This isn't occuring without lots of whining:
Hundreds, if not thousands, of lobbyists are likely to be ejected from federal advisory panels as part of a little-noticed initiative by the Obama administration to curb K Street's influence in Washington, according to White House officials and lobbying experts.
The new policy -- issued with little fanfare this fall by the White House ethics counsel -- may turn out to be the most far-reaching lobbying rule change so far from President Obama, who also has sought to restrict the ability of lobbyists to get jobs in his administration and to negotiate over stimulus contracts.
The initiative is aimed at a system of advisory committees so vast that federal officials don't have exact numbers for its size; the most recent estimates tally nearly 1,000 panels with total membership exceeding 60,000 people.
Under the policy, which is being phased in over the coming months, none of the more than 13,000 lobbyists in Washington would be able to hold seats on the committees, which advise agencies on trade rules, troop levels, environmental regulations, consumer protections and thousands of other government policies.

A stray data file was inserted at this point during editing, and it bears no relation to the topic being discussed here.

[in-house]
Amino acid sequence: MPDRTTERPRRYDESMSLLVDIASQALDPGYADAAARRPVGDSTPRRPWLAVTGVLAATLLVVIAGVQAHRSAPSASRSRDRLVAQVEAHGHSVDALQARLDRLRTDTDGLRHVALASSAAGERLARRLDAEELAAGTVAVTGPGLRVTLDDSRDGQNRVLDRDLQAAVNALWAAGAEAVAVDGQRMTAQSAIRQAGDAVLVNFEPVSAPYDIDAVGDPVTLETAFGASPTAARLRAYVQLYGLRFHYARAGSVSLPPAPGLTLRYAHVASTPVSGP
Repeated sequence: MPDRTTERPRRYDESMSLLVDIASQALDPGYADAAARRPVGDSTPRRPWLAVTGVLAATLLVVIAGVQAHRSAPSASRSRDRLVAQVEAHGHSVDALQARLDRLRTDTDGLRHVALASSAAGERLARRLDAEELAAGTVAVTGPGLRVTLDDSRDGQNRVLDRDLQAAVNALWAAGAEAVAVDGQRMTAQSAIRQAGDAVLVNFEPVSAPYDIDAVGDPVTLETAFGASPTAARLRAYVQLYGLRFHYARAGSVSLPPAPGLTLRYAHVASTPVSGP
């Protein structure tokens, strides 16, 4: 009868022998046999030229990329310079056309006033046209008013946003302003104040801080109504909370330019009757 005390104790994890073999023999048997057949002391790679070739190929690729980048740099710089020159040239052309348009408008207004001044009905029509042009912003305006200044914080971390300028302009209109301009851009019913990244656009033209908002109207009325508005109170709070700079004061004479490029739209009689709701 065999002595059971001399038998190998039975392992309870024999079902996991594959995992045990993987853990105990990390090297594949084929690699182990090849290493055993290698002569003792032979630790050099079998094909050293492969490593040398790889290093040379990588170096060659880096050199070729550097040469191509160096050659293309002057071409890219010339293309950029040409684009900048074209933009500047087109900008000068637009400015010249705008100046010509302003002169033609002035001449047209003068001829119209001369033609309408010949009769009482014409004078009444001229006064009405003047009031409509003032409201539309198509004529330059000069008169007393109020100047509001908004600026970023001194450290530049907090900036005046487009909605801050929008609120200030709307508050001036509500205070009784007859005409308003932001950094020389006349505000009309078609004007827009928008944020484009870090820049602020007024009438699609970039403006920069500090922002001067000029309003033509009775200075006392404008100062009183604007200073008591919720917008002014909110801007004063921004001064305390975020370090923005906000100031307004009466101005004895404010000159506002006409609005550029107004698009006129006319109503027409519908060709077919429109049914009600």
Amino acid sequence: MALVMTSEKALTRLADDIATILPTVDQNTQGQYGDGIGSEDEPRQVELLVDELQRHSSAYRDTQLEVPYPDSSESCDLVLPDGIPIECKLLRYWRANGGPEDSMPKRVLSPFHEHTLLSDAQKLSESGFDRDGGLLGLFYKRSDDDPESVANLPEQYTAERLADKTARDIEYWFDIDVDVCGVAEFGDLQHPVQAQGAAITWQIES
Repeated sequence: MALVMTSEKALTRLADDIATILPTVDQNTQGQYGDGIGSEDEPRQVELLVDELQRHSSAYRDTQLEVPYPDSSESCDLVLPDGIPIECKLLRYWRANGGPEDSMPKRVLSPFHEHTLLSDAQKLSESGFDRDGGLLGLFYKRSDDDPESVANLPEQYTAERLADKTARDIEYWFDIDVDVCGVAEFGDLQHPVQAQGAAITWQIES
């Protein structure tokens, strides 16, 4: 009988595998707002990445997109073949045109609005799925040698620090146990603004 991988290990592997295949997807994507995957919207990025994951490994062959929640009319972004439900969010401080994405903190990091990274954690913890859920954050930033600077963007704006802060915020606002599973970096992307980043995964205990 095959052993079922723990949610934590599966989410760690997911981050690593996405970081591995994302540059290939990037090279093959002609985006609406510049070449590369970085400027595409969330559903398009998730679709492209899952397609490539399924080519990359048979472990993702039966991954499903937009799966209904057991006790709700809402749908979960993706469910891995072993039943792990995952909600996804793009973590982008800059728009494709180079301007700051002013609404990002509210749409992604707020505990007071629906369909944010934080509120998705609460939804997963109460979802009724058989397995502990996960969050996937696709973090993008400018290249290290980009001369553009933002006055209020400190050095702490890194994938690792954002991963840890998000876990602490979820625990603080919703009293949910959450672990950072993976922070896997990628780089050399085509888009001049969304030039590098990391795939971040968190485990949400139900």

"It's taken me years to learn what the General Agreement on Tariffs and Trade is," said Robert Vastine, a lobbyist for the Coalition of Service Industries who also serves as chairman of a trade advisory board. "It's a whole different and specialized world. It is not easily obtained knowledge, and they are crippling themselves terribly by ruling out all registered lobbyists."The poor man.... The reality is not difficult to grasp. The public-private interface is the locus of corruption in a society as much as some transfer site of "expertise," as the lobbyists describe themselves as possessing in abundance. Don't be distracted by claims of "expertise." The very definition of a lobbyist has little if anything to do with objective, sound expert advice on good governance in a pluralistic democracy and everything to do with promoting particular interests, usually at the expense of other interests.
"You may lose a lot of expertise, but these people are also paid to have a point of view; they have an agenda," said Mary Boyle, a vice president at Common Cause.